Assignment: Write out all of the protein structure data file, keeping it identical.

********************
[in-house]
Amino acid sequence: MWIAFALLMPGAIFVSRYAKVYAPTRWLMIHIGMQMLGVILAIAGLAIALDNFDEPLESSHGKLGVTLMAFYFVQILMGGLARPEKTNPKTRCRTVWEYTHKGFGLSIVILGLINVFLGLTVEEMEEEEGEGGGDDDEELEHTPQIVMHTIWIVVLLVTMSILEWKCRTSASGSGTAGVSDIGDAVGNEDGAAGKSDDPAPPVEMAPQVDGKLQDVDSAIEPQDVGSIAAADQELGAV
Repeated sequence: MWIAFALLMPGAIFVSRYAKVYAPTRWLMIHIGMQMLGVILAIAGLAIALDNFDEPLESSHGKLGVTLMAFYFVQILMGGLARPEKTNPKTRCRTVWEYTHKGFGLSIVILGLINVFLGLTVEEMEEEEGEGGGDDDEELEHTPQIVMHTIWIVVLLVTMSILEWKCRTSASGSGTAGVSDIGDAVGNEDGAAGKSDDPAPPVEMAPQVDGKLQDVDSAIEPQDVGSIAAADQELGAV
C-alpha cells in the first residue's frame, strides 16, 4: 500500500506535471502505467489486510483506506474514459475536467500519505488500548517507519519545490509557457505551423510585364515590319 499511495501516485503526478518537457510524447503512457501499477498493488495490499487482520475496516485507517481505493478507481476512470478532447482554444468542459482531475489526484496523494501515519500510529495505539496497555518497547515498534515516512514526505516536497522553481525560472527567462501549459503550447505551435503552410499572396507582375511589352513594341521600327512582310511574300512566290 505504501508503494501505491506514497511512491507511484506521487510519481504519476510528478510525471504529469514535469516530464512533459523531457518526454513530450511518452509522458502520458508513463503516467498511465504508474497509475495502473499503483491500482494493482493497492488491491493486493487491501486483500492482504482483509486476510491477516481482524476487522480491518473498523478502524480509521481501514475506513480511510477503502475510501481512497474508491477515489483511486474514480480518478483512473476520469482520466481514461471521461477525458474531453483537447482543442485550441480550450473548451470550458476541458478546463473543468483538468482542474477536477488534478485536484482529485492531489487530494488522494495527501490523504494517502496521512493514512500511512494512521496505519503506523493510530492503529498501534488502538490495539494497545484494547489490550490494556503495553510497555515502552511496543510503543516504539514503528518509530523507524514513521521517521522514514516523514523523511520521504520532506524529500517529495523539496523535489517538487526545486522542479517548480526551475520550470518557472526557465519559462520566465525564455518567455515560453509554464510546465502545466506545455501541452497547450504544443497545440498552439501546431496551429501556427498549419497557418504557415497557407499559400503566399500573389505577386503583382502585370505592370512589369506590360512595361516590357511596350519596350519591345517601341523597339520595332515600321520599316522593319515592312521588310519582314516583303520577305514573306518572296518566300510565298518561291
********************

[in-house]
Amino acid sequence: MWIAFALLMPGAIFVSRYAKVYAPTRWLMIHIGMQMLGVILAIAGLAIALDNFDEPLESSHGKLGVTLMAFYFVQILMGGLARPEKTNPKTRCRTVWEYTHKGFGLSIVILGLINVFLGLTVEEMEEEEGEGGGDDDEELEHTPQIVMHTIWIVVLLVTMSILEWKCRTSASGSGTAGVSDIGDAVGNEDGAAGKSDDPAPPVEMAPQVDGKLQDVDSAIEPQDVGSIAAADQELGAV
Repeated sequence: MWIAFALLMPGAIFVSRYAKVYAPTRWLMIHIGMQMLGVILAIAGLAIALDNFDEPLESSHGKLGVTLMAFYFVQILMGGLARPEKTNPKTRCRTVWEYTHKGFGLSIVILGLINVFLGLTVEEMEEEEGEGGGDDDEELEHTPQIVMHTIWIVVLLVTMSILEWKCRTSASGSGTAGVSDIGDAVGNEDGAAGKSDDPAPPVEMAPQVDGKLQDVDSAIEPQDVGSIAAADQELGAV
C-alpha cells in the first residue's frame, strides 16, 4: 500500500506535471502505467489486510483506506474514459475536467500519505488500548517507519519545490509557457505551423510585364515590319 499511495501516485503526478518537457510524447503512457501499477498493488495490499487482520475496516485507517481505493478507481476512470478532447482554444468542459482531475489526484496523494501515519500510529495505539496497555518497547515498534515516512514526505516536497522553481525560472527567462501549459503550447505551435503552410499572396507582375511589352513594341521600327512582310511574300512566290 505504501508503494501505491506514497511512491507511484506521487510519481504519476510528478510525471504529469514535469516530464512533459523531457518526454513530450511518452509522458502520458508513463503516467498511465504508474497509475495502473499503483491500482494493482493497492488491491493486493487491501486483500492482504482483509486476510491477516481482524476487522480491518473498523478502524480509521481501514475506513480511510477503502475510501481512497474508491477515489483511486474514480480518478483512473476520469482520466481514461471521461477525458474531453483537447482543442485550441480550450473548451470550458476541458478546463473543468483538468482542474477536477488534478485536484482529485492531489487530494488522494495527501490523504494517502496521512493514512500511512494512521496505519503506523493510530492503529498501534488502538490495539494497545484494547489490550490494556503495553510497555515502552511496543510503543516504539514503528518509530523507524514513521521517521522514514516523514523523511520521504520532506524529500517529495523539496523535489517538487526545486522542479517548480526551475520550470518557472526557465519559462520566465525564455518567455515560453509554464510546465502545466506545455501541452497547450504544443497545440498552439501546431496551429501556427498549419497557418504557415497557407499559400503566399500573389505577386503583382502585370505592370512589369506590360512595361516590357511596350519596350519591345517601341523597339520595332515600321520599316522593319515592312521588310519582314516583303520577305514573306518572296518566300510565298518561291